From Publishers Weekly
The principles of physics, the lives of physicists (especially Albert Einstein) and the dilemmas of classic comic book heroes provide Van Jordan (M-A-C-N-O-L-I-A
) with the structure and occasions for his often delightful, always clear and occasionally profound third volume. The second and longest of its three sections follows Einstein's biography from early adulthood and first marriage (to the mathematician Mileva Maric, the mother of his children) through infidelities, emigration, fame, travels in America and Einstein's latter-day campaigns against nuclear weapons and racial injustice. Terms from physics make easy (at times, too easy) metaphors for more human concerns: promise me/ you'll never cease being/ the elegant equation, Einstein asks Maric; decades afterwards, Paul Robeson muses, during his meeting with the great thinker, My voice/ is as dangerous as any atom splitting/ open. The best poems here leave famous thinkers and performers behind—the set of short poems about the superhero called the Atom, for example, who maintained a secret identity as a lovelorn physicist and whose powers let him shrink down to nuclear size: It was as if no one had seen me// until I mastered the science// of shrinking my body. (July)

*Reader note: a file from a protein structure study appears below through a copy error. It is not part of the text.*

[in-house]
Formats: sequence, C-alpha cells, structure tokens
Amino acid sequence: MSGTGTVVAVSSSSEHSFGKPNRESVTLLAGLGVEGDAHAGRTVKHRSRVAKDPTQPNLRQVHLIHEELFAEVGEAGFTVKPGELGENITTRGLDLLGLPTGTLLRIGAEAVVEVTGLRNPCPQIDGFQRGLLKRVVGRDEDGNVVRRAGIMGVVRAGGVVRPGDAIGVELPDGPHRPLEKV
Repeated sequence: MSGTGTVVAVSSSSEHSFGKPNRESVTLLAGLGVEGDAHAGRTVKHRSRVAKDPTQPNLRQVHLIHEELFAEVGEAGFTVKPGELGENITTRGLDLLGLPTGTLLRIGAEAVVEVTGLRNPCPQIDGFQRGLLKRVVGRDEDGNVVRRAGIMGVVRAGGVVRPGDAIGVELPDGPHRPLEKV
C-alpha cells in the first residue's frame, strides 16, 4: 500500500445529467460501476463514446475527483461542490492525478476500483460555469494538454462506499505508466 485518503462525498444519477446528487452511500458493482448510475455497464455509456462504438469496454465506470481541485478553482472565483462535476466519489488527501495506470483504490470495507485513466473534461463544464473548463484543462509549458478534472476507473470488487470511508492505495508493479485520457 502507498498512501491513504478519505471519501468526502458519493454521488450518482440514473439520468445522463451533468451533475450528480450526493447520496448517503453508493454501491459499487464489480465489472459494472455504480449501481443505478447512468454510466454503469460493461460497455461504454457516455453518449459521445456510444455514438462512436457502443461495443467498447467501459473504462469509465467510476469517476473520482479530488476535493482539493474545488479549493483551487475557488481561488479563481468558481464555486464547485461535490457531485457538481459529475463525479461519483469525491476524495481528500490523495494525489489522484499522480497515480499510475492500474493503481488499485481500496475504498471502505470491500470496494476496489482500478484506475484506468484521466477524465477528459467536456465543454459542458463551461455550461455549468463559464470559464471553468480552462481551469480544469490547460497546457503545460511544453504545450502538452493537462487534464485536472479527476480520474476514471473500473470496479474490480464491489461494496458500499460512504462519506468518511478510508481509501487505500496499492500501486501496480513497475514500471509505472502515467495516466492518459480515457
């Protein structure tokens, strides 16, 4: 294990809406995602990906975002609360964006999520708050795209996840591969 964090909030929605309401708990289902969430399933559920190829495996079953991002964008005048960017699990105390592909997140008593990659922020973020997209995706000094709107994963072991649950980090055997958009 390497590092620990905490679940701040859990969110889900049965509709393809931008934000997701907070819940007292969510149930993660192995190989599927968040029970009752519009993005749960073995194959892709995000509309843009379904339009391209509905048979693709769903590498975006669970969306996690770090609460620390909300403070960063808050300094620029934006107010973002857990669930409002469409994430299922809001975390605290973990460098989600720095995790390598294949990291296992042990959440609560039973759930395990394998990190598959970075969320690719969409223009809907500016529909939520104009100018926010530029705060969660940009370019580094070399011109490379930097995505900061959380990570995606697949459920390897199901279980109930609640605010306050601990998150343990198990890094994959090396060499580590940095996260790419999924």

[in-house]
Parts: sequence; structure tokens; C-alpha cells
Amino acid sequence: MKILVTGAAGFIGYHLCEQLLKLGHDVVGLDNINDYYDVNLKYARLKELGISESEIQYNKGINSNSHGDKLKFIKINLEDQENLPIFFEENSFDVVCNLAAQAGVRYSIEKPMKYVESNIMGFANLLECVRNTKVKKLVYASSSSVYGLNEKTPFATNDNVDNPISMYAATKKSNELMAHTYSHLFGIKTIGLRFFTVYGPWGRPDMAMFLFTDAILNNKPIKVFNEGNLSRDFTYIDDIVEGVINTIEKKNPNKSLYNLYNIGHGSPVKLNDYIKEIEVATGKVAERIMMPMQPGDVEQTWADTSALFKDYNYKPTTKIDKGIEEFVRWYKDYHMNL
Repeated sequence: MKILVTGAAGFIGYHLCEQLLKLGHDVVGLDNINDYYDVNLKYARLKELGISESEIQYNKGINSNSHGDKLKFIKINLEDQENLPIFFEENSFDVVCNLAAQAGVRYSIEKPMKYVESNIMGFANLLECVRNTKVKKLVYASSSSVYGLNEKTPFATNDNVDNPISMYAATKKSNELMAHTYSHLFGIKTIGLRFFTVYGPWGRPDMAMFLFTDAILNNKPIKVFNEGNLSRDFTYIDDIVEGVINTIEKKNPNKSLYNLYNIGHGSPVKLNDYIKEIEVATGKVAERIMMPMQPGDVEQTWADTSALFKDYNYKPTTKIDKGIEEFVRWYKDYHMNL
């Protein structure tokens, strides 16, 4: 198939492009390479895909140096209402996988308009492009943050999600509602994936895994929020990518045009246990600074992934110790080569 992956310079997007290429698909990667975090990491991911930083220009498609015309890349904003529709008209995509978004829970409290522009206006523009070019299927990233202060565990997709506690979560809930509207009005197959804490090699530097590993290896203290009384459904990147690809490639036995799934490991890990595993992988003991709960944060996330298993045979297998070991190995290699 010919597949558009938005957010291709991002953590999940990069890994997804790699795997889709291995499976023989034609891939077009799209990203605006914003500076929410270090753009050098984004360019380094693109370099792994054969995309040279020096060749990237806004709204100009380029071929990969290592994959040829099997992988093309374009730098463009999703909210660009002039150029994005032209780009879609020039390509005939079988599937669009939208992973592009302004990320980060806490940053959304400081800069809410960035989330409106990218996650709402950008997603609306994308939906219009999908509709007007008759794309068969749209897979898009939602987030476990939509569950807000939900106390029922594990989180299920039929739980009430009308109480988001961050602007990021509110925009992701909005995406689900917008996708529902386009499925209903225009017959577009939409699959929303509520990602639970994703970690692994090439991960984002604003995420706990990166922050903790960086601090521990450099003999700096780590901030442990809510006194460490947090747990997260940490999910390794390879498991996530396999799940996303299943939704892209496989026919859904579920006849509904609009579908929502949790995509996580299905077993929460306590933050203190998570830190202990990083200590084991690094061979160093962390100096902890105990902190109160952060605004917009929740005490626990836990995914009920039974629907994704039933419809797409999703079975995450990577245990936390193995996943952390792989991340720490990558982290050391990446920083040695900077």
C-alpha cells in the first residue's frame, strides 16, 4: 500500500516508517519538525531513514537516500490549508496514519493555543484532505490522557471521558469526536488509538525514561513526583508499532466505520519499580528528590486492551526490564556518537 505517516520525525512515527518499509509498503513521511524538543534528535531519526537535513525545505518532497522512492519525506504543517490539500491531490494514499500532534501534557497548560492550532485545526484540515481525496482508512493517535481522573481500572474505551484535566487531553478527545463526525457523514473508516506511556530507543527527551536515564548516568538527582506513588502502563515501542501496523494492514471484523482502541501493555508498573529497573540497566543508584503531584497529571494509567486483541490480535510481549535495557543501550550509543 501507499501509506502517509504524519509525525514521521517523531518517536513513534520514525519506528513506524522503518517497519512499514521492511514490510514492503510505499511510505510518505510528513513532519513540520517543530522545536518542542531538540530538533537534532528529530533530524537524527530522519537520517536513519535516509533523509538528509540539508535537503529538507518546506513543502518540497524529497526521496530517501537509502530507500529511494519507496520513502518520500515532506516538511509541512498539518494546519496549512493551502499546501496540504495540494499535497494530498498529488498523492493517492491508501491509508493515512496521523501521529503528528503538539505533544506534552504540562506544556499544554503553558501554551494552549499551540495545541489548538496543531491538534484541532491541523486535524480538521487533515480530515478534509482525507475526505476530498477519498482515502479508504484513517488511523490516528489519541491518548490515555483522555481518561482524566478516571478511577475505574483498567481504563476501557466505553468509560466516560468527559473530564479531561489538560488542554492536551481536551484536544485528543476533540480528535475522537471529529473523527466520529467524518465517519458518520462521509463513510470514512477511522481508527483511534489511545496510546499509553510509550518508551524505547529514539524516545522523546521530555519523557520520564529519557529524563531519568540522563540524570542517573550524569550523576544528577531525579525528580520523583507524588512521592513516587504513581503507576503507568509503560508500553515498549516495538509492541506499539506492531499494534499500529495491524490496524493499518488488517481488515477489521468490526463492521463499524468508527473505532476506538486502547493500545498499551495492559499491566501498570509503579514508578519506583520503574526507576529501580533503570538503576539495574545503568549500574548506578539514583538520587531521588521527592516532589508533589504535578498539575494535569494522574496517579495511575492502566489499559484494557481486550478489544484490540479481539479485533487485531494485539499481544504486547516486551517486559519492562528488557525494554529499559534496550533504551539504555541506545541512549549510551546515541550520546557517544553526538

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About the Author
A. Van Jordan is the author of Rise, M-A-C-N-O-L-I-A, and Quantum Lyrics. Among other awards, he has received the Whiting Award, the Annisfield-Wolf Book Award, the PEN/Oakland Josephine Miles Award, and the Pushcart Prize. A professor of English at the University of Michigan, he lives in Ann Arbor.